China's central bank on Saturday skipped the open market operations of reverse repos.
This was the seventh consecutive business day that the People's Bank of China (PBOC) has halted the open market operations of reverse repos, a process where it purchases securities from banks with an agreement to sell them back in the future.
The PBOC said in a statement that liquidity in the banking system was “at a relatively high level” as the government sped up fiscal spending near the end of last month.
Fiscal expenditures mean fiscal deposits flow into commercial banks from the central bank, thus, improving market liquidity.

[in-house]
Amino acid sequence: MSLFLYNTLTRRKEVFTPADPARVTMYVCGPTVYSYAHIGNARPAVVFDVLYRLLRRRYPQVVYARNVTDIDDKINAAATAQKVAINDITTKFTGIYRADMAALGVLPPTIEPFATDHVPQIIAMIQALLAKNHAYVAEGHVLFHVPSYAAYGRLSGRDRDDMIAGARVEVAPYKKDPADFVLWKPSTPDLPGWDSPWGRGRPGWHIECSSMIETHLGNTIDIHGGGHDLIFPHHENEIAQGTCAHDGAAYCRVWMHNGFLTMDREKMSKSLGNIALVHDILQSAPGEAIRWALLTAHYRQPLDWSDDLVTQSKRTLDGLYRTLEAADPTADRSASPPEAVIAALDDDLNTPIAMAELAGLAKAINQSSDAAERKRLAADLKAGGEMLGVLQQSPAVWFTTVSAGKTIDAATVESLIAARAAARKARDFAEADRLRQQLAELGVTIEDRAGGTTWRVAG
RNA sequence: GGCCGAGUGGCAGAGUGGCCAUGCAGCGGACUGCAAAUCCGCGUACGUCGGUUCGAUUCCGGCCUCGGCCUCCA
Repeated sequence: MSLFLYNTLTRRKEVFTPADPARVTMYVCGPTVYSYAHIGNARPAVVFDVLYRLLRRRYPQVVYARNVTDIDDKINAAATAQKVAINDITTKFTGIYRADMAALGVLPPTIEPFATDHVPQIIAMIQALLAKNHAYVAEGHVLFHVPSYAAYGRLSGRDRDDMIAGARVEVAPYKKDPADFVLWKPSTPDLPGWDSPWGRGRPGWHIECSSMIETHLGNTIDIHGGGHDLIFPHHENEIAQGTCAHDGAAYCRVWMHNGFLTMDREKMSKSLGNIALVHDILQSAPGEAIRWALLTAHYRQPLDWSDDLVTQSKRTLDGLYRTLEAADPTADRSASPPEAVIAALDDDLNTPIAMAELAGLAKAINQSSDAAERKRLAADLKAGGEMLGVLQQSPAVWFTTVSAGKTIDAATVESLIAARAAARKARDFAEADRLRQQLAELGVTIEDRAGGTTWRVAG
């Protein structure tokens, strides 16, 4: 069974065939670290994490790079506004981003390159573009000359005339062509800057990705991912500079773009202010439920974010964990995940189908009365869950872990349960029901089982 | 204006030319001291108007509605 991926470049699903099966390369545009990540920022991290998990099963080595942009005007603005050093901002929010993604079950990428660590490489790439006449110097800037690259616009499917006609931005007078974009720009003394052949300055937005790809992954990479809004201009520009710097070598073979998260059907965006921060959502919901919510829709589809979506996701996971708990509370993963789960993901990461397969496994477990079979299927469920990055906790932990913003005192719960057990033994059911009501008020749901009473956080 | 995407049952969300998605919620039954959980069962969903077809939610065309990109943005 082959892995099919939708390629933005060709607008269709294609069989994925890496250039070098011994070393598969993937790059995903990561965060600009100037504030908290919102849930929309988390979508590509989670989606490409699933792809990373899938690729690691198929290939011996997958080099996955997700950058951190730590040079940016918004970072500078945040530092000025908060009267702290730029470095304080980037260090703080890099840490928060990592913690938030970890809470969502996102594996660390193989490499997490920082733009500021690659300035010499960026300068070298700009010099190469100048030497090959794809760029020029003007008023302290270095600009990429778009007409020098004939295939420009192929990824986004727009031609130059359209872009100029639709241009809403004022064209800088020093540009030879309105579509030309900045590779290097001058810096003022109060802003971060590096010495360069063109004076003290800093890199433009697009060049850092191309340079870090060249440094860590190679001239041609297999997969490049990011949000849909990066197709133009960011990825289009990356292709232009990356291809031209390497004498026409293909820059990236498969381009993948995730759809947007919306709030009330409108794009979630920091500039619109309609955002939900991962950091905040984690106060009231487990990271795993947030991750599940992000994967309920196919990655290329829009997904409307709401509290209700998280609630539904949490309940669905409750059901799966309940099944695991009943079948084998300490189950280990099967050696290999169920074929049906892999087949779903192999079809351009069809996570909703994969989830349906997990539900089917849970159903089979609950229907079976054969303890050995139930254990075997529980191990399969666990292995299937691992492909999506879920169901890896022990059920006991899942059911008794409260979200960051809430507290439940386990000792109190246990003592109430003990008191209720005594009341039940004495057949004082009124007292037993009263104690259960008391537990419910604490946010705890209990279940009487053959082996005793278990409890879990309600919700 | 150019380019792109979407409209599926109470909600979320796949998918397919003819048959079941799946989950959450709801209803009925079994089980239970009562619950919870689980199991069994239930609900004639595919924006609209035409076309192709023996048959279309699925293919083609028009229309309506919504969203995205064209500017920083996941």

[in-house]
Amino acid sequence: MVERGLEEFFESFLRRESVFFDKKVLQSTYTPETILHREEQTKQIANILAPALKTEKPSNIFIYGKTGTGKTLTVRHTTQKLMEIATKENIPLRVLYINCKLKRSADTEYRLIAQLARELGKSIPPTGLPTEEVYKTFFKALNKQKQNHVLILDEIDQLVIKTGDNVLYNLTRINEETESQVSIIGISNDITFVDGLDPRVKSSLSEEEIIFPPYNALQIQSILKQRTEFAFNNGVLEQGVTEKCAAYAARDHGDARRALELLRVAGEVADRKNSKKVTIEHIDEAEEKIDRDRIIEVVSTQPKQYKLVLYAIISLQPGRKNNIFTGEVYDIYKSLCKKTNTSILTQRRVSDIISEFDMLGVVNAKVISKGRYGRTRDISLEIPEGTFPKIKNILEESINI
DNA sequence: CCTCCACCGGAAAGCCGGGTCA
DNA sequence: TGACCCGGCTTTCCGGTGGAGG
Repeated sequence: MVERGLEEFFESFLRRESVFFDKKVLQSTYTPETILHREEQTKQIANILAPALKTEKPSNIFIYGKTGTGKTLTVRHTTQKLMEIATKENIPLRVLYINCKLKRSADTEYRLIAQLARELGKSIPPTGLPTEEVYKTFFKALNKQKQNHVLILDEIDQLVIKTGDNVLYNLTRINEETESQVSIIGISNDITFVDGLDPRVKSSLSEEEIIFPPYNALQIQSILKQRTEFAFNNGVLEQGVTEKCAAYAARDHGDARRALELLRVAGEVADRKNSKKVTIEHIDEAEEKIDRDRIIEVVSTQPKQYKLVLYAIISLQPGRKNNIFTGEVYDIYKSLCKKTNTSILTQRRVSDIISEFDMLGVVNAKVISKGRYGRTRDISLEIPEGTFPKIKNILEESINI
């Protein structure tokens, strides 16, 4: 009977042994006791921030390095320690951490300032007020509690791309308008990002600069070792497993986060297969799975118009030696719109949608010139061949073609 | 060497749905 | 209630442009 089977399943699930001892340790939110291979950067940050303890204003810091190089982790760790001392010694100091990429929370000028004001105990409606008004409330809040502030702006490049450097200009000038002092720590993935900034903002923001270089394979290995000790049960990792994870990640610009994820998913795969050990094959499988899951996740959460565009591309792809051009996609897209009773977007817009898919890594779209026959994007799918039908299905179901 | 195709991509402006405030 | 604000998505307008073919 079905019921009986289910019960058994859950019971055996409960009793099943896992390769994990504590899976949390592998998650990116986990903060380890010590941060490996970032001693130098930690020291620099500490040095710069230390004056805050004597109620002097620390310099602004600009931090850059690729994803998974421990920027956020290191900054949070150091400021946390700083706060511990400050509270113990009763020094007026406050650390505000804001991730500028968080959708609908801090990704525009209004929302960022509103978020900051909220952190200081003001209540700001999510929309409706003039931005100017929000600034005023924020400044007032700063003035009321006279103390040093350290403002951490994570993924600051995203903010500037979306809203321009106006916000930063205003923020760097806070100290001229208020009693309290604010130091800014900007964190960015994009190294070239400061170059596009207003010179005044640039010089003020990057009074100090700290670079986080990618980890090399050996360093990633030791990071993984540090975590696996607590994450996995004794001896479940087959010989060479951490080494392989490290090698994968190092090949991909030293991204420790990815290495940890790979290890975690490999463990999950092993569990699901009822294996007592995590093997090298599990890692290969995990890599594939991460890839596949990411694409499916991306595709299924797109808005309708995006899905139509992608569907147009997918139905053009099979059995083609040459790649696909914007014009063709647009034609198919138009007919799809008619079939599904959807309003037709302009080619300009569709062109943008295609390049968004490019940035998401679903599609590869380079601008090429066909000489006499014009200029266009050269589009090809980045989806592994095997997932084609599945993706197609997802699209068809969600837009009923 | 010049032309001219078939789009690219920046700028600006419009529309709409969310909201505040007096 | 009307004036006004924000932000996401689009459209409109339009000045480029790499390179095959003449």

In the interbank market, the overnight Shanghai Interbank Offered Rate, which measures the cost at which Chinese banks lend to one another, climbed 3.14 basis points to 2.5384 percent on Friday, with the rate for one-week loans rising 2.90 basis points to 2.8500 percent.
China has pledged to pursue a prudent and neutral monetary policy in 2017, with the M2, a broad measure of the money supply, to grow by around 12 percent, one percentage point lower than the 2016 target.